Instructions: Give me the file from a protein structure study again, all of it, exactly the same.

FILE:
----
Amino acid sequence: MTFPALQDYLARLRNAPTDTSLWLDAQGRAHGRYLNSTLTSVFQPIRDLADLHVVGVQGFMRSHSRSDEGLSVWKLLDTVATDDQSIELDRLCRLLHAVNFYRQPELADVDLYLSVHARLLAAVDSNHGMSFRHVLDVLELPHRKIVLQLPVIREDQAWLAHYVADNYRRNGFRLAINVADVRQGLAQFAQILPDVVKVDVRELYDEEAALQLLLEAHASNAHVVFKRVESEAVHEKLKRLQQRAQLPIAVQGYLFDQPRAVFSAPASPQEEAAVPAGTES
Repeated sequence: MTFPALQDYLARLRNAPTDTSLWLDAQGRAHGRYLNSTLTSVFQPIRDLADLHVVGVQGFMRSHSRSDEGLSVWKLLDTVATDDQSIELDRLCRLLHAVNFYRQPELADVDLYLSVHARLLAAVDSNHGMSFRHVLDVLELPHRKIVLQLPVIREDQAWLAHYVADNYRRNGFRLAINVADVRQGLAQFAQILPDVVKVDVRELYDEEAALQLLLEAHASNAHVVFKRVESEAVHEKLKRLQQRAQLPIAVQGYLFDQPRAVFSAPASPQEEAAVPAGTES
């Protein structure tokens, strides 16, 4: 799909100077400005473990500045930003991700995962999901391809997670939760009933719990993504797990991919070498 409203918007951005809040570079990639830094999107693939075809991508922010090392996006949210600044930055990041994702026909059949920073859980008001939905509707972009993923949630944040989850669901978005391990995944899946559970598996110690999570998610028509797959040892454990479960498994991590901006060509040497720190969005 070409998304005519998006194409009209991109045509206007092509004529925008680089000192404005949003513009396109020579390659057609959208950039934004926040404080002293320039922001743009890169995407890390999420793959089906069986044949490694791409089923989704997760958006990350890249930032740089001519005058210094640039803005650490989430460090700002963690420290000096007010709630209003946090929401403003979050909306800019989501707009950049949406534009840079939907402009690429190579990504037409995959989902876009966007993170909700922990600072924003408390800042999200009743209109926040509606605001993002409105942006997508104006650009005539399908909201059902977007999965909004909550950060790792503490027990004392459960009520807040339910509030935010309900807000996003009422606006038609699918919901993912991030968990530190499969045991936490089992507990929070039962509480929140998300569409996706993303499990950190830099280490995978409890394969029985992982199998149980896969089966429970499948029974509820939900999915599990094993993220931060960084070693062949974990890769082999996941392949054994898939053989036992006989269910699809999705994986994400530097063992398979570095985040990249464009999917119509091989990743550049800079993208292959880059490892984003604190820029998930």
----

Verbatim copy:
Amino acid sequence: MTFPALQDYLARLRNAPTDTSLWLDAQGRAHGRYLNSTLTSVFQPIRDLADLHVVGVQGFMRSHSRSDEGLSVWKLLDTVATDDQSIELDRLCRLLHAVNFYRQPELADVDLYLSVHARLLAAVDSNHGMSFRHVLDVLELPHRKIVLQLPVIREDQAWLAHYVADNYRRNGFRLAINVADVRQGLAQFAQILPDVVKVDVRELYDEEAALQLLLEAHASNAHVVFKRVESEAVHEKLKRLQQRAQLPIAVQGYLFDQPRAVFSAPASPQEEAAVPAGTES
Repeated sequence: MTFPALQDYLARLRNAPTDTSLWLDAQGRAHGRYLNSTLTSVFQPIRDLADLHVVGVQGFMRSHSRSDEGLSVWKLLDTVATDDQSIELDRLCRLLHAVNFYRQPELADVDLYLSVHARLLAAVDSNHGMSFRHVLDVLELPHRKIVLQLPVIREDQAWLAHYVADNYRRNGFRLAINVADVRQGLAQFAQILPDVVKVDVRELYDEEAALQLLLEAHASNAHVVFKRVESEAVHEKLKRLQQRAQLPIAVQGYLFDQPRAVFSAPASPQEEAAVPAGTES
């Protein structure tokens, strides 16, 4: 799909100077400005473990500045930003991700995962999901391809997670939760009933719990993504797990991919070498 409203918007951005809040570079990639830094999107693939075809991508922010090392996006949210600044930055990041994702026909059949920073859980008001939905509707972009993923949630944040989850669901978005391990995944899946559970598996110690999570998610028509797959040892454990479960498994991590901006060509040497720190969005 070409998304005519998006194409009209991109045509206007092509004529925008680089000192404005949003513009396109020579390659057609959208950039934004926040404080002293320039922001743009890169995407890390999420793959089906069986044949490694791409089923989704997760958006990350890249930032740089001519005058210094640039803005650490989430460090700002963690420290000096007010709630209003946090929401403003979050909306800019989501707009950049949406534009840079939907402009690429190579990504037409995959989902876009966007993170909700922990600072924003408390800042999200009743209109926040509606605001993002409105942006997508104006650009005539399908909201059902977007999965909004909550950060790792503490027990004392459960009520807040339910509030935010309900807000996003009422606006038609699918919901993912991030968990530190499969045991936490089992507990929070039962509480929140998300569409996706993303499990950190830099280490995978409890394969029985992982199998149980896969089966429970499948029974509820939900999915599990094993993220931060960084070693062949974990890769082999996941392949054994898939053989036992006989269910699809999705994986994400530097063992398979570095985040990249464009999917119509091989990743550049800079993208292959880059490892984003604190820029998930």